Rau rangatira mā, e huihui nei, tēnei aku mihi māhana ki a koutou. Kia ora tātou katoa. Nau mai haere mai ki Te Whare Kawana ki Te Whanganui-a-Tara. Distinguished guests, warm greetings to you all. Welcome to Government House.
I specifically acknowledge the Acting Dean of the Diplomatic Corps, HE Tekaotiki Matapo - tēnā koe e hoa.
It is a great pleasure for Janine and me to welcome you all to Government House this evening. I am conscious that you have listened to me speaking on many occasions over the past four years, and so this is an opportunity for me to be very brief so that we can enjoy each other’s company – and our hospitality.
It has been my privilege to formally welcome almost all of the Heads of Missions here tonight – the exception is the Acting Dean. Her Excellency Leonora Rueda is the only remaining ambassador of the first group of Ambassadors and High Commissioners that I accepted credentials from, in September 2011. And so, Janine and I feel we know you well.
You may recall that when you presented your credentials, there were three elements to your welcome: the pōwhiri outside, the formal ceremony in the Blundell Room, and then a less formal lunch in the Norrie State Dining Room.
You may also recall that at lunch I welcomed you for the third time - on behalf of the Government and people of New Zealand - and said that in having been welcomed three times you became part of our whanau – our family. This meant that as much as you represent your nation in New Zealand, henceforth we expected that you would also represent New Zealand in your nation.
I am pleased that each of you has fulfilled my request. So I hope you see this evening as less of a diplomatic nicety, and more as a family occasion.
So in the context of a family gathering, my comments will be most in that vein. At family gatherings we talk about the things that are important to us.
The timing of this dinner may be less than optimal – coinciding as it does with Halloween, the final of the Rugby World Cup and a Robbie Williams concert at the Basin Reserve.
It is quite by chance that we are celebrating this dinner on 31 October – Halloween. But as chance would have it, tonight’s is a most appropriate date.
Halloween began as a Celtic end-of-summer festival, and November 1st the start of their new year. And most Halloween traditions and beliefs focused on the future.
Tonight’s timing, I see as an opportunity to celebrate the future - the coming warm summer months and the potential that tomorrow will be better.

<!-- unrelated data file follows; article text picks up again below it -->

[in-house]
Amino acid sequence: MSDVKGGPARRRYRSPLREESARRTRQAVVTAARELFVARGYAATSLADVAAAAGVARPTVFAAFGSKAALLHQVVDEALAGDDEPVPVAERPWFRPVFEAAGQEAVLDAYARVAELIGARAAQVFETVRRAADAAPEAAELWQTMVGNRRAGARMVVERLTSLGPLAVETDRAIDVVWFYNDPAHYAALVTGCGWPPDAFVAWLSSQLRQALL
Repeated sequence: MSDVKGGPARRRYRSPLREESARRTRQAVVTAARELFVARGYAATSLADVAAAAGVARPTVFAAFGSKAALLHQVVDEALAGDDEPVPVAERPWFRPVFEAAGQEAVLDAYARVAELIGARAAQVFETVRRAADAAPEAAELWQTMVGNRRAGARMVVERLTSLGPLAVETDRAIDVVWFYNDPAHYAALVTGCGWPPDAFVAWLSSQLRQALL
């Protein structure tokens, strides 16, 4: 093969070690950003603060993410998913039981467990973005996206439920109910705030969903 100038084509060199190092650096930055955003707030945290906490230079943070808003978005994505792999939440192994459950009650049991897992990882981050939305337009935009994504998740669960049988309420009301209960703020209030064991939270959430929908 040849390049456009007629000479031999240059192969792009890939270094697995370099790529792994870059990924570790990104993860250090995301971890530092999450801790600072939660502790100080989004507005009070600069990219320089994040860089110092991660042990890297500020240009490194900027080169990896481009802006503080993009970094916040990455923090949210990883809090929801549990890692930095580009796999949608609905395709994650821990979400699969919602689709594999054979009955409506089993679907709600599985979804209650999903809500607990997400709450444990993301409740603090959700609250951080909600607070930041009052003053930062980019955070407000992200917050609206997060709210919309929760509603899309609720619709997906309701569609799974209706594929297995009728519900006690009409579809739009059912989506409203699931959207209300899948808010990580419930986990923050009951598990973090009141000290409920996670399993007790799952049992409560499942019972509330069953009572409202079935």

It might seem that the most important thing on Kiwi minds is the sporting competition that is about to culminate tomorrow morning – the Rugby World Cup.
For a small number of the countries represented here this evening, tomorrow’s Rugby World Cup final between Australia and New Zealand is of keen interest. Perhaps no country cares more about the outcome of that game than my own. I will concede that for some, it may be somewhat off the radar. For the latter group – shame on you!
While I would have liked to be at Twickenham tomorrow with my Australian counterpart, Sir Peter Cosgrove, to watch him cheer on his country’s team – and perhaps console them after the final whistle – tonight’s gathering is a reminder that there are much more important issues being faced by humanity.
If such a thing as a country’s soul exists, it would be best understood through its passions – and one of ours is rugby. For two hours tomorrow morning, I together with four and a half million New Zealanders will put humanity’s issues to one side and watch a rugby game.
Like a team plan for a rugby game, national interests are best advanced if our partners know us and trust us. The truth about the timing of this dinner is that the work you all do is important. Tonight we are celebrating relationships. Relationships are founded in trust - relationships require familiarity, and familiarity requires a continuity of presence and a consistency of behaviour.
Relationships are a prerequisite for all of our nations – that’s why you do what you do. But doing it properly and well is the mark of professionals. Hence, in the context of relations between nations, there is a need for professional foreign services.
I acknowledge that each one of you represents a professional diplomatic service. I thank you for your professionalism and for helping us to better understand your nations, the challenges they face and the opportunities that they present. In turn, I hope your stay in New Zealand has given you greater insights into the New Zealand way of doing things.
All in all, the international dimension of my role has been more extensive than I had imagined – but also immensely interesting and rewarding. As the Governor-General of a small global trading nation, that is a beneficiary of global prosperity and stability underpinned by international rules, Janine and I have been keen to promote personal relationships.
We have been pleased to play our part in furthering New Zealand’s bilateral relations during our visits. And we have been pleased to welcome Heads of State, Heads of Government and members of the British Royal Family to New Zealand.
Over the last four years, Janine and I have particularly enjoyed the opportunities we have had to get to know members of the Diplomatic Corps, and to represent New Zealand when we have travelled overseas.
At the start, I did mention three things about tonight’s timing – Halloween, RWC and a concert. Rationalising the clash with the concert at the Basin has been a little harder to explain – especially to Janine who is something of a Robbie Williams fan. Suffice it for me to say the concert at the Basin, gives us great background music to enjoy your company tonight.
Kia ora huihui tātou katoa and please enjoy the hospitality of the house.